OIRA’s Lineage and Enforcement Responsibilities, by Jim Tozzi
Professor Andrew Rudalevige of Bowdoin College has written two articles on the creation of the Office of Information and Regulatory Affairs (OIRA): one just published in the 2018 Winter Edition of National Affairs (Number 34) and the other an earlier and more-detailed presentation published by the Midwest Political Science Association.
Professor Rudalevige concludes:
Presidential authority is a key starting point for managing the executive branch. But as OIRA’s history should make clear, it is not the only important factor. Regulatory review did not instantly spring into being when Reagan signed his executive order; it came about only after more than a decade of effort prior to the Reagan administration, and it developed only because Reagan and his team invested in its maturation.
That included building up staff, nurturing expertise, and paying for it; developing operating procedures and improved analytic techniques; and finding the skill and will to use both legal authority and extra-legal leverage. Bureaucratic entrepreneurs were also influential, a variable rarely noted but often present in institutional development.
Professor Rudalevige’s insights provide invaluable guidance to the political leaders of the incumbent Administration and to OIRA managers as OIRA expands its product line from the review of individual regulations to the implementation of a regulatory budget and possibly review of the regulations issued by independent agencies.
In all instances OIRA’s continued existence will require managers who are willing to pay the personal price for imposing discipline throughout the government. As Justice Scalia stated so eloquently, “administrative law is not for sissies”; others call it is a “blood sport”. A contributing phenomenon was identified by a former Director of OMB when he stated: “The bureaucracy is generally resistant, no matter what the hell you’re trying to do.”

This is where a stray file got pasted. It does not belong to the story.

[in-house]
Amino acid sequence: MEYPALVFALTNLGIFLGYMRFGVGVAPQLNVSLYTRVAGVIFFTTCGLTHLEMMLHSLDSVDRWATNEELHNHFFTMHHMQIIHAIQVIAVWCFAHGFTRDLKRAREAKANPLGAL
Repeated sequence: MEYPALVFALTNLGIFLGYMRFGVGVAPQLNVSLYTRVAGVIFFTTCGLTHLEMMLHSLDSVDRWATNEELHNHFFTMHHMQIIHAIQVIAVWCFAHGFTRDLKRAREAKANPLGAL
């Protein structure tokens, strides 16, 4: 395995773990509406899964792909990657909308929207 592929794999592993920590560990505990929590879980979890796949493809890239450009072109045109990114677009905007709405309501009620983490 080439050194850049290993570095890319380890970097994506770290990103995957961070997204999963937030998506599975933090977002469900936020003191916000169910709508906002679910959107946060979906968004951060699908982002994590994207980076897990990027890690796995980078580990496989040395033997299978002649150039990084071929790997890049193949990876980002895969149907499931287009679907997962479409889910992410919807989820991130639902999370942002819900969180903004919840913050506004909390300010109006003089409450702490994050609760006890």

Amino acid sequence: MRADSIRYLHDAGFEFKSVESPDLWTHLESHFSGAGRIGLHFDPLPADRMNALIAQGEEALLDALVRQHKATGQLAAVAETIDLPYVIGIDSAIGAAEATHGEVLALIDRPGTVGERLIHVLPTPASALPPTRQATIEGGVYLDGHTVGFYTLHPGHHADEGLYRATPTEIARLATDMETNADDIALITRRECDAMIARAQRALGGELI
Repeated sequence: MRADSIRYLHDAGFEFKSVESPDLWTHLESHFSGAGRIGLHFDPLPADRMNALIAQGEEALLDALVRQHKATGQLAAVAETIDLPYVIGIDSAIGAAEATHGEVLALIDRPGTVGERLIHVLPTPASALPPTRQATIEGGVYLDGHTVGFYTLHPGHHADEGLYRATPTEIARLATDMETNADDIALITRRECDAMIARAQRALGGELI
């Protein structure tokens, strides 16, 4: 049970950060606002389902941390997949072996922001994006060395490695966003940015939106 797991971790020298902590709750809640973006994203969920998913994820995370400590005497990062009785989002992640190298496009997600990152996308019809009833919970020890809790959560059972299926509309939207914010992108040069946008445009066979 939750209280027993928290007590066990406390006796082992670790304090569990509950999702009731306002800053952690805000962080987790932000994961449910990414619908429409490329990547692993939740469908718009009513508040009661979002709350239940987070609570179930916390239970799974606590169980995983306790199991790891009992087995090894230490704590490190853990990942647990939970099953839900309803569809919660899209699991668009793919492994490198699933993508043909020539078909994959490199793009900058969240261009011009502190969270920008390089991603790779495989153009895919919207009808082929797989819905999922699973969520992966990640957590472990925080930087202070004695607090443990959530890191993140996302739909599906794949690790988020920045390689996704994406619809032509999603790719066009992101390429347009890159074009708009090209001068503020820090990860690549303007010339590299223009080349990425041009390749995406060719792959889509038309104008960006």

In 1981, well before centralized regulatory review became the “most important institutional feature of administrative state” and before Sierra Club v. Costle became accepted dogma, OIRA’s enforcement activities were discussed, as noted above, but its enforcement responsibilities were seldom addressed. Nonetheless centralized regulatory review would not have survived for nearly a half century without a cadre, however small, of individuals who were willing to place their career on the line because the mere existence of centralized regulatory review was at that time repugnant to a number of the leaders of the administrative state who frequently advocated retaliatory measures. The absence of a strong disciplinary component of centralized review at its inception would have relegated it to still another version of interagency coordination which would have ceased to exist.
It should be noted that the disciplinary actions so noted herein deal with the procedural requirements of the rulemaking process not the substance of the rule.
OMB, including OIRA, has the responsibility to advise the Presidency of the impact of their planned actions but once a decision is made OMB has the responsibility to ensure the decisions are implemented in accordance with prevailing statutes. Fortunately over the last half century, OIRA and its predecessors were, and presently are, supported by a bipartisan base. But a national constituency would be a great help.
Jim Tozzi served as a regulatory official in five consecutive presidential administrations starting with Lyndon Johnson and ending with Ronald Reagan. He is presently the head of the Center for Regulatory Effectiveness.
This post is part of the Administrative Law Bridge Series, which highlights terrific scholarship in administrative law and regulation to help bridge the gap between theory and practice in the regulatory state. The Series is further explained here, and all posts in the Series can be found here.